Do you have back pain, numb legs, difficulty or inability to walk?
What is happening to you?
Is it old age coming on?
Ola, this is Dr Joy!
No, old age is in your head.
We’re 25 our whole life, right?
These symptoms might be the result of sciatica.
Have you ever heard of it?
I’d like to tell you more about it today.
What is sciatica?
Sciatica is the name given to pain in the sciatic nerve, also known as neuralgia.
It is pain in the lower limb and is often associated with lower back pain.
In this case, it is called lumbosciatica.
The sciatic nerve ensures both the sensitivity of a part of the lower limbs and a part of its movements: it is sensory and motor.
It is the largest and longest nerve in the body.
It is rooted in the back and more precisely in the spinal cord. Its roots descend into the lumbar canal, which is bounded by the vertebrae.
Compression or inflammation of the sciatic nerve causes pain along its entire course.
There are several forms of sciatica:
- Paralytic sciatica: loss of the ability to make certain movements of the leg
- Hyperalgesic sciatica: not soothed by the usual painkillers
- Sciatica associated with a cauda equina syndrome, which affects other nerve roots
The most common is lumbosciatica.
Identifying sciatica: symptoms
Sciatica is mainly characterised by pain that runs along the sciatic nerves: from the lower back, through the buttocks, then into the legs, to finish just below the knee. Sometimes the pain can radiate to the foot.
Sciatica usually affects one side only. The pain is usually burning, shooting or stabbing. It starts in one place and moves to another, usually along the path of a nerve, and is called radiating pain.
Some people talk about a tingling sensation, but also numbness or weakness may be felt in the leg or foot.
In some cases, walking, running, climbing stairs, stretching the leg and sometimes coughing or stretching intensifies the pain.
To rephrase, the main symptoms of sciatica are:
- Pain along the sciatic nerves: lower back, buttocks, leg, knee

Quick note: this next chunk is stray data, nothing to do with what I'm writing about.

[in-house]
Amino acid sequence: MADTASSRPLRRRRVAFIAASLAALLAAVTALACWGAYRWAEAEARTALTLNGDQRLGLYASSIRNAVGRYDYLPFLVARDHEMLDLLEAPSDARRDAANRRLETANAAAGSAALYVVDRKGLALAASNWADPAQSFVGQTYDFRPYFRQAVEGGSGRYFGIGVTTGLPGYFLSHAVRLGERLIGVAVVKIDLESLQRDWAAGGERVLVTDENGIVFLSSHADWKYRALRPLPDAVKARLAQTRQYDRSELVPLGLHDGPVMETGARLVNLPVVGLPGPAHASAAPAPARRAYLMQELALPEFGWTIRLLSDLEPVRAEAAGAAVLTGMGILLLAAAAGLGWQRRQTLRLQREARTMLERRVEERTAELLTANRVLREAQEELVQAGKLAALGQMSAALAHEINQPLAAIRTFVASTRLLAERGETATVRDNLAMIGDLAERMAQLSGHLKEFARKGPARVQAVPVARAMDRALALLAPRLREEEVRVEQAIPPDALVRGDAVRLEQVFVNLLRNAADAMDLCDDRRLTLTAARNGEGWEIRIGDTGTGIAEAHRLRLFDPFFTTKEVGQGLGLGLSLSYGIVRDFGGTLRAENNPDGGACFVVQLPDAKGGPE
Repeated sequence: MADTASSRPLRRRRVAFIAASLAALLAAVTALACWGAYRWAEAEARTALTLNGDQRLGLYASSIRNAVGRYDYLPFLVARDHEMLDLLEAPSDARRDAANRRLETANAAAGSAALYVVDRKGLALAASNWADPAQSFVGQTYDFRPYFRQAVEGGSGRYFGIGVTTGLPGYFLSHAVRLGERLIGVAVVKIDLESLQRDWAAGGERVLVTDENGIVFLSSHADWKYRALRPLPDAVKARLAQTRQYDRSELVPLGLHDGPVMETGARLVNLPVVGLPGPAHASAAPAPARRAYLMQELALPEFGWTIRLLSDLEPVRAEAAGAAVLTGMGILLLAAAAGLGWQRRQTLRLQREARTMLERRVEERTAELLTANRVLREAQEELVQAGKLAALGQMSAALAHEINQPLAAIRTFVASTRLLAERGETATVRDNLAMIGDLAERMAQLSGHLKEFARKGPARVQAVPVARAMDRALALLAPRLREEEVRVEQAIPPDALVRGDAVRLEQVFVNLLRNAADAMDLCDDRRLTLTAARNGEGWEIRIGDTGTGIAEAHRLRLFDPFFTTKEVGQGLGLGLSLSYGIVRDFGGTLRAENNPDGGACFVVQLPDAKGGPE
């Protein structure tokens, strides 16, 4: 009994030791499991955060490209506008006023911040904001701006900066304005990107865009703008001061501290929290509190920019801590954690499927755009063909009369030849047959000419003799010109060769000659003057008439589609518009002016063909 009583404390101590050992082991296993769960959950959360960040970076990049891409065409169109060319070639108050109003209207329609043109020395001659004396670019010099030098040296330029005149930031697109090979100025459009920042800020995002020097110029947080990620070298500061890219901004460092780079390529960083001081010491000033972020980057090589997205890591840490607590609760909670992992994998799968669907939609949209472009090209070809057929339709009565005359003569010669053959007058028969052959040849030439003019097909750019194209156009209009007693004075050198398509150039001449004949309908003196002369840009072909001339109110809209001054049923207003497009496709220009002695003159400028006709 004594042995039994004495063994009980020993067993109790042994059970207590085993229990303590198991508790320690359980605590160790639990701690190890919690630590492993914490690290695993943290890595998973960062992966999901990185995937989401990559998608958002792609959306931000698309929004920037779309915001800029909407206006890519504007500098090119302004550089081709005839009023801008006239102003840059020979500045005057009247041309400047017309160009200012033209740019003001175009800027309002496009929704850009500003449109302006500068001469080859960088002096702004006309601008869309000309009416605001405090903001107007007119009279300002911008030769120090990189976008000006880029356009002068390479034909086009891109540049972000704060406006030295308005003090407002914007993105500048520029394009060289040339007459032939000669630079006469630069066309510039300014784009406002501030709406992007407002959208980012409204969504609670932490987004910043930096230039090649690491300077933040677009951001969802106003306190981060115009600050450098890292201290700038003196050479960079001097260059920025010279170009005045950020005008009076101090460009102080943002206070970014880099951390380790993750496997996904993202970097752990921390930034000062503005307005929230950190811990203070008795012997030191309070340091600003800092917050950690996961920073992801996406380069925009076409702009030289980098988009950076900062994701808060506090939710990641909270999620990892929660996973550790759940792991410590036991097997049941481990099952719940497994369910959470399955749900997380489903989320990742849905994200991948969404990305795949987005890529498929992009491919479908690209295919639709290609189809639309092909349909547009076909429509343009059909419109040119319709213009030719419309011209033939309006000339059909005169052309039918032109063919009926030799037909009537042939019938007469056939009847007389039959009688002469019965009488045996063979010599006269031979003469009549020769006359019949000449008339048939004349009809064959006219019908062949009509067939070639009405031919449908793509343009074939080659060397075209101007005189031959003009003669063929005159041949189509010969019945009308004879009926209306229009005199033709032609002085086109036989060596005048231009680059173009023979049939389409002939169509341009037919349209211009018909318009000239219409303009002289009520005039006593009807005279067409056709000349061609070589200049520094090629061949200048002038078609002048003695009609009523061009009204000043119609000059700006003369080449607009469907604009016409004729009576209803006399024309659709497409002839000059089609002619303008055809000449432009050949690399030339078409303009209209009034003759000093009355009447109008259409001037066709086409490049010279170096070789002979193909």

- It can radiate to the foot
- Burning, stabbing or tingling sensation
- Numbness or weakness in the leg or foot
- Intensified pain when walking, running, coughing, etc.
Causes and contributing factors
The most common cause of lumbosciatica is a herniated disc (the cracking or rupture of a disc between two vertebrae).
But sciatica can also be caused by other spinal injuries:
- Osteoarthritis of the lumbar vertebrae
- Infection in a part of the spine
- In rare cases, a tumour in the spine or in the spinal canal
- Inflammatory disease of the spine such as ankylosing spondylitis
- Trauma to the lumbar region, a traumatic vertebral fracture or vertebral collapse due to osteoporosis
Practising a sport or a job that requires frequent heavy lifting, sitting for several hours at a time, little physical activity, being overweight or having poor posture, etc. are all risk factors for developing sciatica.
Treating sciatica: the different methods
As with many diseases, there are different methods for treating and preventing sciatica.
- Medicinal treatments
There is no real medication to treat sciatica. It is mainly symptomatic treatments that will mainly relieve the pain.
This is the case with oral analgesics: paracetamol, or even more powerful analgesics such as codeine, tramadol or morphine.
Some non-steroidal anti-inflammatory drugs (NSAIDs) are indicated as short-term treatment for sciatica to relieve inflammation.
In all cases, it is recommended that you consult your GP or sports doctor before taking any medication.
- Alternative methods
Before resorting to medication, there are other methods of relieving sciatica pain:
- Osteopathy to relieve sciatica pain. The osteopath aims to reduce lumbar and pelvic tensions by means of treatments adapted to the needs of each patient. He uses gentle manipulations and works on different parts of the body (lumbar, pelvis, abdomen, rib cage…).
- Anti-inflammatory plants to combat pain: you can try harpagophytum in capsule form, or peppermint essential oil mixed with arnica in application. Ask a naturopath for advice before using these plants. There may be contraindications.
This is the end of this article on sciatica. If you still have questions, the Alegria Medical Centre team is at your disposal. Do not hesitate to contact us.
This information is not a substitute for medical advice.
You must seek the advice of your doctor or another qualified health professional with any questions you may have regarding your health condition.
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